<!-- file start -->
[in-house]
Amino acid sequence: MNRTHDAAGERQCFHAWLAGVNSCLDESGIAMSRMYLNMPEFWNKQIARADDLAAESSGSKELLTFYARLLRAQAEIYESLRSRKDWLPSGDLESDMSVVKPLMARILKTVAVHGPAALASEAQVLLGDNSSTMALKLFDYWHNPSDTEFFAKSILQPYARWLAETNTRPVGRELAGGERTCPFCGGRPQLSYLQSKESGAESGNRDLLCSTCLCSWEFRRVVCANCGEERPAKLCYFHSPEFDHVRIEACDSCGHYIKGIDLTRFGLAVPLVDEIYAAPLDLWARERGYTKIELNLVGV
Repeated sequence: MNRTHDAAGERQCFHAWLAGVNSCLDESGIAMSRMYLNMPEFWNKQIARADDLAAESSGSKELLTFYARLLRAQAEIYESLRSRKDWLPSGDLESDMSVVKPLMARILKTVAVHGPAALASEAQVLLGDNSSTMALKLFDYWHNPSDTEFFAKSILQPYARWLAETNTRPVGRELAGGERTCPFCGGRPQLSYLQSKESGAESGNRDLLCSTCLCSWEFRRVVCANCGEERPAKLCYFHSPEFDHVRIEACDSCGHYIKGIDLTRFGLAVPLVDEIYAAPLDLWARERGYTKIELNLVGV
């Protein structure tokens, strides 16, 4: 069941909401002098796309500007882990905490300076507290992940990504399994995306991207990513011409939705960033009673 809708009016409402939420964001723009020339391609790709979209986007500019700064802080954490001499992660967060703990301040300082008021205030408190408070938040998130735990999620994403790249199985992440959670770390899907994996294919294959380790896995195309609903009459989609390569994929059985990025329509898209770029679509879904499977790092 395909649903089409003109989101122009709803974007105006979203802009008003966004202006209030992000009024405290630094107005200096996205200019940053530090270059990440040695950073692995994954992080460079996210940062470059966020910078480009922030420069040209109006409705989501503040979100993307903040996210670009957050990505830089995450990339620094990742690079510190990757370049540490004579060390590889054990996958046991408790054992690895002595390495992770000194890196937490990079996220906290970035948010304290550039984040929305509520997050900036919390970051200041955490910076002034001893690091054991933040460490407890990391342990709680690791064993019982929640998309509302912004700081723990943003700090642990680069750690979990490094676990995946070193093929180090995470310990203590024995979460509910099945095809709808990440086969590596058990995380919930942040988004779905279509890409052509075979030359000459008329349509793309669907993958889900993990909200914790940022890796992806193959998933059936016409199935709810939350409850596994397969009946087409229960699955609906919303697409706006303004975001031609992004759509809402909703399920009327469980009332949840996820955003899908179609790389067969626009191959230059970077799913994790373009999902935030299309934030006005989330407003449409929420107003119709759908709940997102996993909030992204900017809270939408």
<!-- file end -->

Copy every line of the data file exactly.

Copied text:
[in-house]
Amino acid sequence: MNRTHDAAGERQCFHAWLAGVNSCLDESGIAMSRMYLNMPEFWNKQIARADDLAAESSGSKELLTFYARLLRAQAEIYESLRSRKDWLPSGDLESDMSVVKPLMARILKTVAVHGPAALASEAQVLLGDNSSTMALKLFDYWHNPSDTEFFAKSILQPYARWLAETNTRPVGRELAGGERTCPFCGGRPQLSYLQSKESGAESGNRDLLCSTCLCSWEFRRVVCANCGEERPAKLCYFHSPEFDHVRIEACDSCGHYIKGIDLTRFGLAVPLVDEIYAAPLDLWARERGYTKIELNLVGV
Repeated sequence: MNRTHDAAGERQCFHAWLAGVNSCLDESGIAMSRMYLNMPEFWNKQIARADDLAAESSGSKELLTFYARLLRAQAEIYESLRSRKDWLPSGDLESDMSVVKPLMARILKTVAVHGPAALASEAQVLLGDNSSTMALKLFDYWHNPSDTEFFAKSILQPYARWLAETNTRPVGRELAGGERTCPFCGGRPQLSYLQSKESGAESGNRDLLCSTCLCSWEFRRVVCANCGEERPAKLCYFHSPEFDHVRIEACDSCGHYIKGIDLTRFGLAVPLVDEIYAAPLDLWARERGYTKIELNLVGV
């Protein structure tokens, strides 16, 4: 069941909401002098796309500007882990905490300076507290992940990504399994995306991207990513011409939705960033009673 809708009016409402939420964001723009020339391609790709979209986007500019700064802080954490001499992660967060703990301040300082008021205030408190408070938040998130735990999620994403790249199985992440959670770390899907994996294919294959380790896995195309609903009459989609390569994929059985990025329509898209770029679509879904499977790092 395909649903089409003109989101122009709803974007105006979203802009008003966004202006209030992000009024405290630094107005200096996205200019940053530090270059990440040695950073692995994954992080460079996210940062470059966020910078480009922030420069040209109006409705989501503040979100993307903040996210670009957050990505830089995450990339620094990742690079510190990757370049540490004579060390590889054990996958046991408790054992690895002595390495992770000194890196937490990079996220906290970035948010304290550039984040929305509520997050900036919390970051200041955490910076002034001893690091054991933040460490407890990391342990709680690791064993019982929640998309509302912004700081723990943003700090642990680069750690979990490094676990995946070193093929180090995470310990203590024995979460509910099945095809709808990440086969590596058990995380919930942040988004779905279509890409052509075979030359000459008329349509793309669907993958889900993990909200914790940022890796992806193959998933059936016409199935709810939350409850596994397969009946087409229960699955609906919303697409706006303004975001031609992004759509809402909703399920009327469980009332949840996820955003899908179609790389067969626009191959230059970077799913994790373009999902935030299309934030006005989330407003449409929420107003119709759908709940997102996993909030992204900017809270939408």